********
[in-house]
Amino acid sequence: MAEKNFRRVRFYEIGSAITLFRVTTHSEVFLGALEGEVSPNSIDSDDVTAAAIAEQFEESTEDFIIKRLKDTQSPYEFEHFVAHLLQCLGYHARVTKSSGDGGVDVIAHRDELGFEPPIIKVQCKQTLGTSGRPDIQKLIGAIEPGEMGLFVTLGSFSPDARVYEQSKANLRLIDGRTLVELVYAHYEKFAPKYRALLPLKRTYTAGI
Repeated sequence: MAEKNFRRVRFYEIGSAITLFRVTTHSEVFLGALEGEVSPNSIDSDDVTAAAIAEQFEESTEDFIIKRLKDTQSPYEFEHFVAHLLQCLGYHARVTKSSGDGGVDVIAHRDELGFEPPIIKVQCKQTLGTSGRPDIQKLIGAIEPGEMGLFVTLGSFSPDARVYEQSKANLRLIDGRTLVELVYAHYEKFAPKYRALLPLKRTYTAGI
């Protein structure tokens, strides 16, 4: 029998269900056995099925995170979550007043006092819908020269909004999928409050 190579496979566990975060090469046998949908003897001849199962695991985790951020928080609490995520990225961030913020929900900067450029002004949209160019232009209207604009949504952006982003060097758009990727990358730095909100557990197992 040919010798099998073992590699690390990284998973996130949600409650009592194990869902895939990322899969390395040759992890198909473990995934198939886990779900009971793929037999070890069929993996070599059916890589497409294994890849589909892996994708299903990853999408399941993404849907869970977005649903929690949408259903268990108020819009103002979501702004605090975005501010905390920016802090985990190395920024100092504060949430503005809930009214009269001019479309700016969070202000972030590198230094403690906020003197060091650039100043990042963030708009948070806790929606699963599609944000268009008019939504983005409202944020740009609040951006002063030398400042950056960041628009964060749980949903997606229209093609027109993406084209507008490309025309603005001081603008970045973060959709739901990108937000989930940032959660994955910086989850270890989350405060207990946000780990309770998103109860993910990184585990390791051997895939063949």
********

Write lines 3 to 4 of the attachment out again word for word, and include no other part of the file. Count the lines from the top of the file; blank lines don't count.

Repeated sequence: MAEKNFRRVRFYEIGSAITLFRVTTHSEVFLGALEGEVSPNSIDSDDVTAAAIAEQFEESTEDFIIKRLKDTQSPYEFEHFVAHLLQCLGYHARVTKSSGDGGVDVIAHRDELGFEPPIIKVQCKQTLGTSGRPDIQKLIGAIEPGEMGLFVTLGSFSPDARVYEQSKANLRLIDGRTLVELVYAHYEKFAPKYRALLPLKRTYTAGI
């Protein structure tokens, strides 16, 4: 029998269900056995099925995170979550007043006092819908020269909004999928409050 190579496979566990975060090469046998949908003897001849199962695991985790951020928080609490995520990225961030913020929900900067450029002004949209160019232009209207604009949504952006982003060097758009990727990358730095909100557990197992 040919010798099998073992590699690390990284998973996130949600409650009592194990869902895939990322899969390395040759992890198909473990995934198939886990779900009971793929037999070890069929993996070599059916890589497409294994890849589909892996994708299903990853999408399941993404849907869970977005649903929690949408259903268990108020819009103002979501702004605090975005501010905390920016802090985990190395920024100092504060949430503005809930009214009269001019479309700016969070202000972030590198230094403690906020003197060091650039100043990042963030708009948070806790929606699963599609944000268009008019939504983005409202944020740009609040951006002063030398400042950056960041628009964060749980949903997606229209093609027109993406084209507008490309025309603005001081603008970045973060959709739901990108937000989930940032959660994955910086989850270890989350405060207990946000780990309770998103109860993910990184585990390791051997895939063949």